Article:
"My nerves were terrible at the Combine," Cook said. "I wasn't expecting that whole experience to be as trying as it was. I was just expecting it to be a few meetings here and there, but it was early mornings and late nights. I finally did get on the field to show my skills. Everything else was fine for me except for the 40. People were telling me that I was going to run 4.6 or something like that, but when I got up there, my heart just started racing and, after my first 40, I ran a (4.45). I calmed down a little bit and just ran."
With his future looking bright as the newest member of the Vikings secondary, he has drawn comparisons from head coach Brad Childress to a young version of defensive coordinator Leslie Frazier, who visited with Cook on campus and liked what he saw. He left making a strong impression on Cook and he hoped the feeling was mutual. As it turned out, it was clear the admiration went both ways.
"I figured they had their radar on me and I was hoping I was going to go (to Minnesota)," Cook said. "When I saw they traded out of the first round, I wasn't really sure what pick they had in the second round. When I saw it was the second pick in the second round, I thought, "O.K., hopefully my phone rings and it has that Minnesota area code.' I was just excited. I've been nervous all day and excited at the same time – a lot of mixed feelings going on today."
While Cook isn't expected to compete for a starting job immediately, he said he's coming to the Vikings with the expectation of doing everything that is asked of him and that the reward will follow. He sees the Vikings as a perfect marriage of scheme to his individual skills and says he hopes to continue the recent tradition of strong Vikings defenses.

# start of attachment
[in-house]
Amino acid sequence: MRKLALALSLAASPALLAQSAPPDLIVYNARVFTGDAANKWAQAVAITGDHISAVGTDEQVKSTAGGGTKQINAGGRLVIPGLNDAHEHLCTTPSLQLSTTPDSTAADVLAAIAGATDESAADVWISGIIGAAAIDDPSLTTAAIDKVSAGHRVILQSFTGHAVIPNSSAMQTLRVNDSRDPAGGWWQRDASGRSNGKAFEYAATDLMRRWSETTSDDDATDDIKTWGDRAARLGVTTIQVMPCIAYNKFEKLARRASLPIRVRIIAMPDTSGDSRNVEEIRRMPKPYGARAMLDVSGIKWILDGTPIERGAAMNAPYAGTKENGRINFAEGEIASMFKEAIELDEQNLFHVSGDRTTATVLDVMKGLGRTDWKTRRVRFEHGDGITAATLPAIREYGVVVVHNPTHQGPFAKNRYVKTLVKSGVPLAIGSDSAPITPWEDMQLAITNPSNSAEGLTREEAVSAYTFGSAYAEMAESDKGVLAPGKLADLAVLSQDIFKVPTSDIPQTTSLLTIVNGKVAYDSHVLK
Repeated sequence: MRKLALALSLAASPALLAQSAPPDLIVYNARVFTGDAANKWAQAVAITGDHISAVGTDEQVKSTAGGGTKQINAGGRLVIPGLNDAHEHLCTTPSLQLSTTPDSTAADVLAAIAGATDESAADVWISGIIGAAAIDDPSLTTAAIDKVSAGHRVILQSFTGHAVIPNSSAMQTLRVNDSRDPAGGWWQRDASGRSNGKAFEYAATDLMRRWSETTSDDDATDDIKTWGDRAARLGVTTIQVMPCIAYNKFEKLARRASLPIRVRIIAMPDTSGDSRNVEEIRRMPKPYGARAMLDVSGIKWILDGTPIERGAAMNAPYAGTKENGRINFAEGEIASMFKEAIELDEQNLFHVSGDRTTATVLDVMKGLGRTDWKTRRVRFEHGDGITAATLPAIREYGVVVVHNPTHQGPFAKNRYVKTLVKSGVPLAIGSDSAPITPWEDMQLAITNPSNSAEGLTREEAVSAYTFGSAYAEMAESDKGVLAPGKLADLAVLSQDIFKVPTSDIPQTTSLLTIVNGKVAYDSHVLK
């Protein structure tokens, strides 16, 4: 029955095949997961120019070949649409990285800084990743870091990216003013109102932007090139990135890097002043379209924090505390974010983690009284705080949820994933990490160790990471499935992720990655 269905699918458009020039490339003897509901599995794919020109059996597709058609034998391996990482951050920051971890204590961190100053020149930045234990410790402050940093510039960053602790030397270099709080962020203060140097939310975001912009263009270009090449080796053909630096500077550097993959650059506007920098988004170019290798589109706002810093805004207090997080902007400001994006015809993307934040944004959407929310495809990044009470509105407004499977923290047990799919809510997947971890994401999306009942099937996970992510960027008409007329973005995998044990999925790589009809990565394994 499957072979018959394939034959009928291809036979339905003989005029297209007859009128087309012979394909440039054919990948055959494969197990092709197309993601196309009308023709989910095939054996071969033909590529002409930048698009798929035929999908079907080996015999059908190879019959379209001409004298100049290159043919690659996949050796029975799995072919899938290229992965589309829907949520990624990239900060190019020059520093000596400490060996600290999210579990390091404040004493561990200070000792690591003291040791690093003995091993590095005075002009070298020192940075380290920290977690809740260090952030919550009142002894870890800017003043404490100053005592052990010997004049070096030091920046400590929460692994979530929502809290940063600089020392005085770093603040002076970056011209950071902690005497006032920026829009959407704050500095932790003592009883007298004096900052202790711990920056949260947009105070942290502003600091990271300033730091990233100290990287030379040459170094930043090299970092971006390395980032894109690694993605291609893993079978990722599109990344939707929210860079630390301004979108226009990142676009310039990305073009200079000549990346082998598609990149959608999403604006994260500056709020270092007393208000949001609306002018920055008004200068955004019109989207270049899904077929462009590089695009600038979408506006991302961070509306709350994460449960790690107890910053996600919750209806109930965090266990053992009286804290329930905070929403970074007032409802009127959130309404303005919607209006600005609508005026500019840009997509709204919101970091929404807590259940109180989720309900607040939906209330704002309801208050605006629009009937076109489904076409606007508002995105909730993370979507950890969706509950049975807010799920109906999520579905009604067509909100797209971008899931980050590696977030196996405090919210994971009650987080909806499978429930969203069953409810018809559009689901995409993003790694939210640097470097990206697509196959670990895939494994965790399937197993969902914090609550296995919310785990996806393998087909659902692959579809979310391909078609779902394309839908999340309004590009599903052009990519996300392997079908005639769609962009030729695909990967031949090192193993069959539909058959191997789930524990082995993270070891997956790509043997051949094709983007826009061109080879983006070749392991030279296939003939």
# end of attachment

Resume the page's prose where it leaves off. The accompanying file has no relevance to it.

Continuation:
"They flock to the ball," Cook said. "When I watch those guys, a lot of them have an attitude about them that's like, ‘You won't beat on this play or the next play.' I feel like those are the types of guys that I need to be around. Guys like Lito, Ced and Antoine Winfield, those (are) guys that I feel like I need to be around, that can teach me the things about the game that I don't know from the professional aspect because I'm just leaving college."
While he comes in as an understudy, it is the hope that, while the Vikings waited longer than usual to lock down their first pick of the draft, Cook can be one of the young building blocks that will be able to step in and continue the Vikings defensive improvement – whether it is immediately or for years into the future.
John Holler has been writing about the Vikings for more than a decade for Viking Update. Follow Viking Update on Twitter and discuss this story on our subscriber message board.